Brenda was honored for her outstanding community service by the Chestnut Hill Community Association (CHCA) at an awards dinner Thursday, April 23, at Norwood-Fontbonne Academy. Brenda (left) is seen here with Joyce Lenhardt, CHCA Awards Committee Member.

Brenda was honored for her outstanding community service by the Chestnut Hill Community Association (CHCA) at an awards dinner Thursday, April 23, at Norwood-Fontbonne Academy. Brenda (left) is seen here with Joyce Lenhardt, CHCA Awards Committee Member.

by Brenda Malinics

Ed. Note: Brenda Malinics is one of four area residents who were given awards for community service by the Chestnut Hill Community Association at a dinner on Thursday, April 23. Brenda, who now has a team of volunteers, has rescued and found homes for hundreds of abandoned and abused cats and kittens over many years.

For years Brenda’s Cat Rescue, a small and local rescue organization, has found adoptions of homeless cats and kittens through flyers and photos in the Chestnut Hill Local. Over the past few years, we expanded and began showcasing cats at different events and stores, one of which was Bone Appetite a Bowman Property. However, the cats were often stressed by the visiting dogs and the car rides to the store, so the cats did not always present themselves as best as they could.

Our core group of only four volunteers commented about how great it would be to have a site on the Avenue to showcase relaxed cats in a safe setting. We began conversations with Richard Snowden, of Bowman Properties, and after securing liability insurance and non-profit status, we had a lease at 8514 Germantown Ave. for the month of February. Our theme was to be love (capitalizing on Valentine’s Day) and the ownership of pets.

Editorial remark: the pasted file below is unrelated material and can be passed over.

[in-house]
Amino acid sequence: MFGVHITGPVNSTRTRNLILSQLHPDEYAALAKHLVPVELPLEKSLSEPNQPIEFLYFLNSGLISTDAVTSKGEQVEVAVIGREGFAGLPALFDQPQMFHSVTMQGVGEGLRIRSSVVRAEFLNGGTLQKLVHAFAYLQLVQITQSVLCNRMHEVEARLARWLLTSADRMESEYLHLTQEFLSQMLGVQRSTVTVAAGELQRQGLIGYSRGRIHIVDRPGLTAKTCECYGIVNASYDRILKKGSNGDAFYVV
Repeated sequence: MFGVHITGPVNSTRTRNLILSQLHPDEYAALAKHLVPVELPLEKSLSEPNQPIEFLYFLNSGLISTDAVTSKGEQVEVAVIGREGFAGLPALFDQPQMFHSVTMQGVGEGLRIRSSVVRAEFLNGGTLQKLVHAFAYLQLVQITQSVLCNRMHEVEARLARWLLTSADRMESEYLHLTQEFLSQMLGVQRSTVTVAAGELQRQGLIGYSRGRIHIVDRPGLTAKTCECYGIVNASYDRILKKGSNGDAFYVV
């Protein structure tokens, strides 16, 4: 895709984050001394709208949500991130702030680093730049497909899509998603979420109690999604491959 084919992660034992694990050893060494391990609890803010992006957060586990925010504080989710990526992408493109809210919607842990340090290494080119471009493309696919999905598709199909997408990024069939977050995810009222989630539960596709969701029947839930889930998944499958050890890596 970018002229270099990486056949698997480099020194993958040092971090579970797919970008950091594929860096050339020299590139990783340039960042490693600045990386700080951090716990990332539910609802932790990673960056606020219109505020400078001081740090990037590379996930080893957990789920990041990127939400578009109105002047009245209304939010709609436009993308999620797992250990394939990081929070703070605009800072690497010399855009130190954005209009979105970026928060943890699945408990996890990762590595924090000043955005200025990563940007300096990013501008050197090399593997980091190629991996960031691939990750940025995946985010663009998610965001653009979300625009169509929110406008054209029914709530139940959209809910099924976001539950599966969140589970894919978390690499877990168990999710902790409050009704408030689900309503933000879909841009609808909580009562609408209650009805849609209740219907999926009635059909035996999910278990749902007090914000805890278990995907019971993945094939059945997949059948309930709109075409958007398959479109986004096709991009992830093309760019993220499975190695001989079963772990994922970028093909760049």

Having the opportunity for a highly visible storefront was a dream come true.   However, we had three weeks to organize and pull off a Pop-Up Adoption Site. I wanted to maximize this opportunity and began to think about how we could not only adopt cats and kittens but also educate adults and children as much as possible about animals. However, we had little time, limited resources and only four volunteers, but I was in adrenaline overload, and my gut instinct said to “go for broke.” This was an opportunity of a lifetime. So, I made lists and more lists. I wasn’t sure what to do first.

In one of my many former lives, I had a career in a marketing and public relations and am lucky to have a talented sister, Debra, who owns a communications/graphic design company. (Debra did the logo & tagline for BCR.) So I called her, and we brainstormed on what to call the Pop-Up Adoption site.  We came up with Cat Camp because it was a place where cats and people would gather for fun and educational experiences

We then needed to come up with a marketing campaign. Debra told me about an advertising campaign done by a shelter in Atlanta that put classified ads in magazines advertising cats and dogs as if they were people seeking human companions. People who responded to the ads were actually calling the shelter looking for the person from the descriptions (“curvaceous female who loved to snuggle in bed”) that they saw in the ads.